Metastatic prostate cancer survival has not improved over time
OS and disease-specific survival rates in patients with metastatic prostate cancer have not improved in 20 years, according to study results.
The data suggest those factors have not contributed to the prostate cancer mortality rate, which has decreased by 40% in the past 25 years, researchers wrote.
Researchers used the California Cancer Registry to identify 19,336 men aged at least 45 years who presented with metastatic prostate cancer from 1988 to 2009.
Multivariate analyses indicated that rates for OS were significantly improved in men who presented with prostate cancer from 1988 to 1992 (HR=0.78; 95% CI, 0.72-0.85) and 1993 to 1998 (HR=0.79; 95% CI, 0.74-0.86) vs. men who presented with prostate cancer from 2004 to 2009.
Researchers found no significant improvements in disease-specific survival when comparing men who presented with prostate cancer from 1988 to 1997 and 2004 to 2009.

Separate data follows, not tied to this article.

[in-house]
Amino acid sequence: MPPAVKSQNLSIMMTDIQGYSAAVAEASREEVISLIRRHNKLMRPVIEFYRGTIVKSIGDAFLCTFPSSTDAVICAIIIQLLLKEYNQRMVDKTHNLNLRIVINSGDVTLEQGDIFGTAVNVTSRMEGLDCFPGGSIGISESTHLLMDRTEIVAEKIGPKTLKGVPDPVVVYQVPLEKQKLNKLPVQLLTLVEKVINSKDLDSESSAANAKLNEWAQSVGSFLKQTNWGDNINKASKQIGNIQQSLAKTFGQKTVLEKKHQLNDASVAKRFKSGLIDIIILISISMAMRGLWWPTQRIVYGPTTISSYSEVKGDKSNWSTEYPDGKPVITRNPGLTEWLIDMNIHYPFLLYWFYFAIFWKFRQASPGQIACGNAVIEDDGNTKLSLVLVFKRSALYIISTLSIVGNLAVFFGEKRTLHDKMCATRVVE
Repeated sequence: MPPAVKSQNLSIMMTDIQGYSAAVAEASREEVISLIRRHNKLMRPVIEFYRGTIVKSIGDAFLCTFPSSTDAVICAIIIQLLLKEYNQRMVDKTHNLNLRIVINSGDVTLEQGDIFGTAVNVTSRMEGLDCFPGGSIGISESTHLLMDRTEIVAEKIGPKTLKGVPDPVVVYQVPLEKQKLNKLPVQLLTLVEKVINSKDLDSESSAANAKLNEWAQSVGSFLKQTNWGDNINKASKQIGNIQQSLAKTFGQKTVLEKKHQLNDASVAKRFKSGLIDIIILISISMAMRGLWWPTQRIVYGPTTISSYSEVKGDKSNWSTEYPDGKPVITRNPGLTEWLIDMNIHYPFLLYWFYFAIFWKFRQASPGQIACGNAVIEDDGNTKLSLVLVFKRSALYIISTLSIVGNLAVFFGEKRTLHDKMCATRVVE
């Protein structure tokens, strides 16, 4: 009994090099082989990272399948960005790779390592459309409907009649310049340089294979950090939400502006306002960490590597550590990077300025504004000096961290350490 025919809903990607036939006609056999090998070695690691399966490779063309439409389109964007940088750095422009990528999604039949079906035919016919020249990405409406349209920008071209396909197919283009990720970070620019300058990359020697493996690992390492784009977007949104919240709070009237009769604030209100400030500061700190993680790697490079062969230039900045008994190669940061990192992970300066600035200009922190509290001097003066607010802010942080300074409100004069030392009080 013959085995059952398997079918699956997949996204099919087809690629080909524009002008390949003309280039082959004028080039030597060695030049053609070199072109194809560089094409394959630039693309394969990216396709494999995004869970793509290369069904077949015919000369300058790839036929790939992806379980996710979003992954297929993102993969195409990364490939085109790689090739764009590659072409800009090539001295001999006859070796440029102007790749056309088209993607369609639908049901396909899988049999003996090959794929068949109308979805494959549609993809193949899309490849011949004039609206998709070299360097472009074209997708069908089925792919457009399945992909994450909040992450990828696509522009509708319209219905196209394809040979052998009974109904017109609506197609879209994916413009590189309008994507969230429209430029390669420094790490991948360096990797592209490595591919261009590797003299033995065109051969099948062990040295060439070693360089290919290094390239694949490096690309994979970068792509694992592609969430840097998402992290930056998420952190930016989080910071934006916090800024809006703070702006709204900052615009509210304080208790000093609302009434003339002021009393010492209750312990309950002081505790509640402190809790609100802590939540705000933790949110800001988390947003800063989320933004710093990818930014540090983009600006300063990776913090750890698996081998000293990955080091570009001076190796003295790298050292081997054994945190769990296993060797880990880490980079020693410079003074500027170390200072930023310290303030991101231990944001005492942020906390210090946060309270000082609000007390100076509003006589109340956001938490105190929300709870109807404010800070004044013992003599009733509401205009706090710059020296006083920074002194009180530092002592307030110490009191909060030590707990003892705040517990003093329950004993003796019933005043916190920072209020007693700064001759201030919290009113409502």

The risk for death was slightly increased in men who presented with prostate cancer from 1998 to 2003 than those who presented from 2004 to 2009 (HR=1.09; 95% CI, 1.02-1.17).
“Survival for men presenting with de novo metastatic prostate cancer has not improved substantially over the last 25 years and likely has not contributed to the observed declines in prostate cancer mortality,” the researchers wrote. “The stage migration associated with PSA screening has resulted in a dramatically reduced incidence of men presenting with metastatic prostate cancer, a diagnosis with persistently poor prognosis.”
Disclosure: The researchers report no relevant financial disclosures.